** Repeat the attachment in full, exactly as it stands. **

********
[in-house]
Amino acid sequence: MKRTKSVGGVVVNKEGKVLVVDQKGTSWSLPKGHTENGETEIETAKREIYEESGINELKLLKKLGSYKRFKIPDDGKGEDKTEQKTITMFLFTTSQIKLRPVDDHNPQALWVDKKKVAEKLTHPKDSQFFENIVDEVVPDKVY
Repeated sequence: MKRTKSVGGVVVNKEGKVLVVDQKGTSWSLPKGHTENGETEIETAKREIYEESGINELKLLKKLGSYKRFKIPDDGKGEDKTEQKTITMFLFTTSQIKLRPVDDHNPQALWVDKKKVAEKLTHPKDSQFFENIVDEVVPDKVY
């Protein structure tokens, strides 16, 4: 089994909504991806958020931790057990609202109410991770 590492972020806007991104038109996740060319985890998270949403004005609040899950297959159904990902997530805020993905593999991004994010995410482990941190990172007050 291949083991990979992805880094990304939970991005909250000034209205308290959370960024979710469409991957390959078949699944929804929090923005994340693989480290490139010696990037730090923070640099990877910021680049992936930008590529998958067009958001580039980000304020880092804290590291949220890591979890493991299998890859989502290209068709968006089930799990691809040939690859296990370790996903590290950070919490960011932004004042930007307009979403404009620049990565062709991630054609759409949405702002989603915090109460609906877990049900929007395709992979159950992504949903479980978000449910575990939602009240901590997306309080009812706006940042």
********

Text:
[in-house]
Amino acid sequence: MKRTKSVGGVVVNKEGKVLVVDQKGTSWSLPKGHTENGETEIETAKREIYEESGINELKLLKKLGSYKRFKIPDDGKGEDKTEQKTITMFLFTTSQIKLRPVDDHNPQALWVDKKKVAEKLTHPKDSQFFENIVDEVVPDKVY
Repeated sequence: MKRTKSVGGVVVNKEGKVLVVDQKGTSWSLPKGHTENGETEIETAKREIYEESGINELKLLKKLGSYKRFKIPDDGKGEDKTEQKTITMFLFTTSQIKLRPVDDHNPQALWVDKKKVAEKLTHPKDSQFFENIVDEVVPDKVY
């Protein structure tokens, strides 16, 4: 089994909504991806958020931790057990609202109410991770 590492972020806007991104038109996740060319985890998270949403004005609040899950297959159904990902997530805020993905593999991004994010995410482990941190990172007050 291949083991990979992805880094990304939970991005909250000034209205308290959370960024979710469409991957390959078949699944929804929090923005994340693989480290490139010696990037730090923070640099990877910021680049992936930008590529998958067009958001580039980000304020880092804290590291949220890591979890493991299998890859989502290209068709968006089930799990691809040939690859296990370790996903590290950070919490960011932004004042930007307009979403404009620049990565062709991630054609759409949405702002989603915090109460609906877990049900929007395709992979159950992504949903479980978000449910575990939602009240901590997306309080009812706006940042």